Other ideas: Kumon First Step Workbooks (w/beginner scissors) – we have used and enjoyed these books in the past! Another favorite is My Book of Easy Mazes for this age group.

Kindergarten (5-7 years):
Sewing Cards
Magnetic Dolls Dress Up
Advanced puzzles (Stored in small ziploc bags and cut out small image of completed puzzle from original box)
Zoologic
Never Bored Kids Book or Kumon Cutting Workbook (with scissors, glue and other supplies)

We labeled each box according to the day of the week for its use. This allows the activities to be rotated and continue to be fresh with each week. Each day, I work for a 30 minute period with my toddler and my daughter plays with one of her boxes or works on independent school work. During rest time, if my toddler doesn’t sleep, as happens occasionally, I will also allow him to pull out a box. My daughter listens to books on tape and may occasionally play with her daily activity box during rest period as well. I have found it works the best keeping one busy at the counter while I spend some quality time with the other.

This is just a simple tool to keep everyone busy and engaged and your home running smoothly during these periods of your day.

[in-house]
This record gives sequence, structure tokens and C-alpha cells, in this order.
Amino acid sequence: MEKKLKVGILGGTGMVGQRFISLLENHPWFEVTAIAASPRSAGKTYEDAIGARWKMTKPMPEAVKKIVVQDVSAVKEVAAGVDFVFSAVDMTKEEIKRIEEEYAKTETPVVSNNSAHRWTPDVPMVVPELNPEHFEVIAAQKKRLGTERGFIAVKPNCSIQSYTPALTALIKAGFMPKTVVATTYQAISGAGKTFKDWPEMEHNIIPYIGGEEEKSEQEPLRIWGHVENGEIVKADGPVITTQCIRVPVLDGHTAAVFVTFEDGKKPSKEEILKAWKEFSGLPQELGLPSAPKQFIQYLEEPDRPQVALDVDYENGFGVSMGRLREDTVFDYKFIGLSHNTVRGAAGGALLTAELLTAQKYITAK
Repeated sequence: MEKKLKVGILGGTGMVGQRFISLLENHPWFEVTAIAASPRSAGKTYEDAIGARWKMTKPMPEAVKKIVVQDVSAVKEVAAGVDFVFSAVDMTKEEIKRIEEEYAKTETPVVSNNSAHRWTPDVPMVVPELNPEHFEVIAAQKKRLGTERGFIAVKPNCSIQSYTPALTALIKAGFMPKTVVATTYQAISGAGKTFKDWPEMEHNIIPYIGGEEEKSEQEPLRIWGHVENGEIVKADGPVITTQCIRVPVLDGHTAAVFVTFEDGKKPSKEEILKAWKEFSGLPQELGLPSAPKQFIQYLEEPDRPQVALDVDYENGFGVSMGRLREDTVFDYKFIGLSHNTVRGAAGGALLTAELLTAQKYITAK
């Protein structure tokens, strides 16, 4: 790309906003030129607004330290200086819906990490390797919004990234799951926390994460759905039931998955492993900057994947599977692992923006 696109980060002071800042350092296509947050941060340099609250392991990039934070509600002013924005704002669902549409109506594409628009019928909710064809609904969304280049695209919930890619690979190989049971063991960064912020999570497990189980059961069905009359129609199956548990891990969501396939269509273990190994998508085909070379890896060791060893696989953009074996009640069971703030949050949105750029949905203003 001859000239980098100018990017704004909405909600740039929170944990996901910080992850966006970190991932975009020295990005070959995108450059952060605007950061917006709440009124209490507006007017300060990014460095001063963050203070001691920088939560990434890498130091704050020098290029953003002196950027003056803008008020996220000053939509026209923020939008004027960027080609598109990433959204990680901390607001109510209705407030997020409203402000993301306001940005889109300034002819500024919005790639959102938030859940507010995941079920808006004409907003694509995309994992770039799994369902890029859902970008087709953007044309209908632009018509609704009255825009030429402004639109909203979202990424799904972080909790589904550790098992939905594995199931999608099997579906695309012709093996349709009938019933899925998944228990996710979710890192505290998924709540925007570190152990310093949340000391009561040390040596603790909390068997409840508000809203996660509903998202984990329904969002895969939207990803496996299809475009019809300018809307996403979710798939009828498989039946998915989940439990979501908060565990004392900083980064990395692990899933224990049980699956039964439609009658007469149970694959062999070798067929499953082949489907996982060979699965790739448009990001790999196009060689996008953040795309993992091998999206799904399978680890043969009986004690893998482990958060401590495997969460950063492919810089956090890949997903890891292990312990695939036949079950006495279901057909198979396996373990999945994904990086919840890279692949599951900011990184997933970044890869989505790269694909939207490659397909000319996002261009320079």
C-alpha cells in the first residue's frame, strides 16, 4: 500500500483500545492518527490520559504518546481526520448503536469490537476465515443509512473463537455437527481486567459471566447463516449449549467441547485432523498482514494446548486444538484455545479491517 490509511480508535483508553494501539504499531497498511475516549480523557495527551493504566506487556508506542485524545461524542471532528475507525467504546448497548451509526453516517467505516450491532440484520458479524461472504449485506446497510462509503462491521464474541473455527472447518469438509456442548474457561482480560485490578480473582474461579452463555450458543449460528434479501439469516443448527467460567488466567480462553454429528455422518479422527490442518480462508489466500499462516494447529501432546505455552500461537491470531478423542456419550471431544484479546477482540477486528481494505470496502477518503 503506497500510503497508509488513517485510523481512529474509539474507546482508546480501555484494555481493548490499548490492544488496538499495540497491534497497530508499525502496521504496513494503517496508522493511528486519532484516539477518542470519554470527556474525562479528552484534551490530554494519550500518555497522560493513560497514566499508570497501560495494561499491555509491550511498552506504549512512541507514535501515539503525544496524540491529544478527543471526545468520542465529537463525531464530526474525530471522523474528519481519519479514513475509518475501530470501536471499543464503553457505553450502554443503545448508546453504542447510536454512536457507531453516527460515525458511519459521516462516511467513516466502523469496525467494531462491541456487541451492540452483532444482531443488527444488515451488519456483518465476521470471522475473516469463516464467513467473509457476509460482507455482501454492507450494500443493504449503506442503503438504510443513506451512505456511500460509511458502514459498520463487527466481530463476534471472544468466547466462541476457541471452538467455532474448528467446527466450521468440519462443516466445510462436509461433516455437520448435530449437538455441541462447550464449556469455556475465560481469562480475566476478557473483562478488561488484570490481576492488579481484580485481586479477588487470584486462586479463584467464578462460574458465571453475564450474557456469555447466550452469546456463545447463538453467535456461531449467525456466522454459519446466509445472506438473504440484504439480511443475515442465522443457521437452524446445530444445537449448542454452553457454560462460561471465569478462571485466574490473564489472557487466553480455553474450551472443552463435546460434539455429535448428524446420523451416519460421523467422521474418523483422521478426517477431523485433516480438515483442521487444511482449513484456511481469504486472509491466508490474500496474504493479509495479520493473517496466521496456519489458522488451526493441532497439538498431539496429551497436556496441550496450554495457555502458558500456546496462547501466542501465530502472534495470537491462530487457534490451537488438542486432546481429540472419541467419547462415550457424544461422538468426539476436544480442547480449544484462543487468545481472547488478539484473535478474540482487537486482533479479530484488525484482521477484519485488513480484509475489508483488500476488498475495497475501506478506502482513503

For other ideas, check out these posts:

Quiet Time Bins – Keeper of the Home

How to Make Quiet Time Activity Bins – Nice Girl Notes

Quiet Time Bins – Holistic Homemaker

This post includes affiliate links to product recommendations that we use and love. Please note we do receive a small percentage of each purchase made through our links that help to support this site. 

Comments { 30 }

Juggling Homeschooling with Littles and Life

We have completed our first month in our new homeschooling routine at our house and my plan has certainly seen some adjustments. I never imagined the challenges of juggling time with each child in addition to feeding, changing diapers, and keeping the little ones happy. I didn’t think morning nap periods for my infant would change so drastically within a month period. There have been moments when I have been ready to throw in the towel when a child is inattentive, experiencing frustration, or not desirous to do anything. Balancing discipline and encouragement is a challenge. I imagined it all would just be so beautiful. I might just finally get everyone quiet and seated next to me on the couch to do the next period of school only to have baby start screaming through the monitor. How do you keep everything running peacefully and still keep the house in order?